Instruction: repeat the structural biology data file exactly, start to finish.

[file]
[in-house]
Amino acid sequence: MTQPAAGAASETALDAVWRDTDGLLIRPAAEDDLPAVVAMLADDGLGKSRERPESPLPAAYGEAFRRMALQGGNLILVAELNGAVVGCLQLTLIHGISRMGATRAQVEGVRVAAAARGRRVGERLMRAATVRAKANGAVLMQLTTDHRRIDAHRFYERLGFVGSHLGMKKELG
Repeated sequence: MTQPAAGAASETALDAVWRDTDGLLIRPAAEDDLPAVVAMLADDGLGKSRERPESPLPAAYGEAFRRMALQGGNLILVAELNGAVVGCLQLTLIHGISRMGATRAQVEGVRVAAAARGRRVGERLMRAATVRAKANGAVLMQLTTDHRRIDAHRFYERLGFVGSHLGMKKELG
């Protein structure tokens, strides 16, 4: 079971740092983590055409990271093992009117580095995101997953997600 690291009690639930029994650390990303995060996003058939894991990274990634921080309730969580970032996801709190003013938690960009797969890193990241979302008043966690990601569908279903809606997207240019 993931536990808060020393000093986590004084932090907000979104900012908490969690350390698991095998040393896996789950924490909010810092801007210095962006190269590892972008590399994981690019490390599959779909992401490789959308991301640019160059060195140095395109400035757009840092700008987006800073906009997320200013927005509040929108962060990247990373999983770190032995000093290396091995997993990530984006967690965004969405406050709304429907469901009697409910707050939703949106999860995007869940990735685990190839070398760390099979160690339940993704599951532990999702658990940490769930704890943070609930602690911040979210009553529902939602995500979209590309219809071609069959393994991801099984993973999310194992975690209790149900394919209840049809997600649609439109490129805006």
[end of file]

[in-house]
Amino acid sequence: MTQPAAGAASETALDAVWRDTDGLLIRPAAEDDLPAVVAMLADDGLGKSRERPESPLPAAYGEAFRRMALQGGNLILVAELNGAVVGCLQLTLIHGISRMGATRAQVEGVRVAAAARGRRVGERLMRAATVRAKANGAVLMQLTTDHRRIDAHRFYERLGFVGSHLGMKKELG
Repeated sequence: MTQPAAGAASETALDAVWRDTDGLLIRPAAEDDLPAVVAMLADDGLGKSRERPESPLPAAYGEAFRRMALQGGNLILVAELNGAVVGCLQLTLIHGISRMGATRAQVEGVRVAAAARGRRVGERLMRAATVRAKANGAVLMQLTTDHRRIDAHRFYERLGFVGSHLGMKKELG
């Protein structure tokens, strides 16, 4: 079971740092983590055409990271093992009117580095995101997953997600 690291009690639930029994650390990303995060996003058939894991990274990634921080309730969580970032996801709190003013938690960009797969890193990241979302008043966690990601569908279903809606997207240019 993931536990808060020393000093986590004084932090907000979104900012908490969690350390698991095998040393896996789950924490909010810092801007210095962006190269590892972008590399994981690019490390599959779909992401490789959308991301640019160059060195140095395109400035757009840092700008987006800073906009997320200013927005509040929108962060990247990373999983770190032995000093290396091995997993990530984006967690965004969405406050709304429907469901009697409910707050939703949106999860995007869940990735685990190839070398760390099979160690339940993704599951532990999702658990940490769930704890943070609930602690911040979210009553529902939602995500979209590309219809071609069959393994991801099984993973999310194992975690209790149900394919209840049809997600649609439109490129805006």